# [Chimera-users] Question about Measure Volume and Area

Thomas Goddard goddard at cgl.ucsf.edu
Mon Aug 18 10:35:12 PDT 2008

```Hi Patrick,

The calculation of volume enclosed in the triangulated surface is
trivial.  I just choose any point (say the first vertex of the surface),
then sum up the volumes of the tetrahedrons formed by that point and
each triangle face making up the surface.  (Some of those tetrahedrons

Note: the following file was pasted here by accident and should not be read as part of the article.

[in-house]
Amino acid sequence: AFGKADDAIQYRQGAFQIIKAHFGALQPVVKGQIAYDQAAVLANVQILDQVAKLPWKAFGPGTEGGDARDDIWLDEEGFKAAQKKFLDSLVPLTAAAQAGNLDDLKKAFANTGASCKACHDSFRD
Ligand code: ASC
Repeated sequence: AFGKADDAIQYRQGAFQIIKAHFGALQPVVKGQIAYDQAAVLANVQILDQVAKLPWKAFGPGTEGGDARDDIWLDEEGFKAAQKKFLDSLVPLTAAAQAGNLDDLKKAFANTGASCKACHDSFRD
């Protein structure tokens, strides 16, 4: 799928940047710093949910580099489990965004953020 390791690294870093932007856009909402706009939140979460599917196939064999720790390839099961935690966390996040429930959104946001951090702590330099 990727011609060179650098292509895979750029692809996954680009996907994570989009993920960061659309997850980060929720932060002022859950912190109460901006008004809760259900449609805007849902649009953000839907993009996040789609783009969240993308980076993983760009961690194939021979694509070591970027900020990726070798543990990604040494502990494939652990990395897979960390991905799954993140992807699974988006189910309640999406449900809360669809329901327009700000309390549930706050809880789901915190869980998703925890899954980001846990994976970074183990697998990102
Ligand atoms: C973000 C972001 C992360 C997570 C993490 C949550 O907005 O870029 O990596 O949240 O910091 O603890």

are inverted and have negative volume.)  This gives the exact volume
enclosed in the surface which is defined by triangles.  One small catch
is that I need to check that the surface has no holes since then the
volume is not well-defined.  For a solvent excluded surface there will
be no holes.

Tom

Patrick Redmill wrote:
> Hey guys,
>    One more quick question. Is there a non-trivial calculation
> associated with the surface enclosed volume? Or is it just a numerical
> integration between the surfaces? If it's non-trivial, is there a good
> ref for the algorithm? Thanks!
>
> ~Patrick
>

```